According to experts in ethical hacking training from the International Institute of Cyber Security, it is possible that some Nokia branded smartphones, models 7 Plus, will send some user data to servers established in China.
The company HMD Global, established in Finland, which pays for the right to produce and market phones with the Nokia brand, recently confirmed the existence of a software error in a lot of phones, adding that the failures have already been corrected.
Some local media reports mention that the personal data of some users of compromised smartphones, although the company has denied every accusation.
A Nokia 7 Plus smartphone user contacted a public broadcasting company in Norway, stating that he was able to track the data that came out of his smartphone. According to the user, the appliance sent unencrypted data packets to a server in China after switching on the smartphone, activating the screen or blocking the phone.
The person in charge of the defense of the privacy in Finland mentioned that, according to the information provided by a group of experts in ethical hacking training, the personal information of the users could have been sent to Chinese servers. These data would have been sent to servers operated by the Chinese state company Telekom, one of the most important telecommunications providers in China.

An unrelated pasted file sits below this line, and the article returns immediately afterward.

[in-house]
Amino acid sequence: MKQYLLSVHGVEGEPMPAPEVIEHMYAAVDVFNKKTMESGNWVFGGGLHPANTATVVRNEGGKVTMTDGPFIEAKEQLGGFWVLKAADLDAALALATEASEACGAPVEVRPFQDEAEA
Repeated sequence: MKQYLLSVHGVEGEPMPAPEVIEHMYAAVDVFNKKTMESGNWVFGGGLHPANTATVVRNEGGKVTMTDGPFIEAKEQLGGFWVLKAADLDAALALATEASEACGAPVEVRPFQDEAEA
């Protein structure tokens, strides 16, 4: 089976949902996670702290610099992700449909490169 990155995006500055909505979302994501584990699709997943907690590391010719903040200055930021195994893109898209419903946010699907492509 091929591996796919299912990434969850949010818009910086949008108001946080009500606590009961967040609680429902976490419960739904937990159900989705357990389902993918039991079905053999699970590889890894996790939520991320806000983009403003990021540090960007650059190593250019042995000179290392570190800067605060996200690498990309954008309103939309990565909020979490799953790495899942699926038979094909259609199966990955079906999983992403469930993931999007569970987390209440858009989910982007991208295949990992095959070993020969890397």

According to the ethical hacking training instructors, the data sent to the Chinese servers include:
- Device location data
- Nearest telephone tower
- Phone number
- SIM card number
- Device IMEI key
According to experts, a combination of all this data could allow a malicious user to track a user in real time, as well as other malicious activities.
HMD Global claims that the problem only impacted on the lot of Nokia 7 Plus devices mentioned above. The company later added that due to an error, the compromised phones sent activation data to a server in China, but they do not know if the personal details of the users have been involved.
He is a well-known expert in mobile security and malware analysis. He studied Computer Science at NYU and started working as a cyber security analyst in 2003. He is actively working as an anti-malware expert. He also worked for security companies like Kaspersky Lab. His everyday job includes researching about new malware and cyber security incidents. Also he has deep level of knowledge in mobile security and mobile vulnerabilities.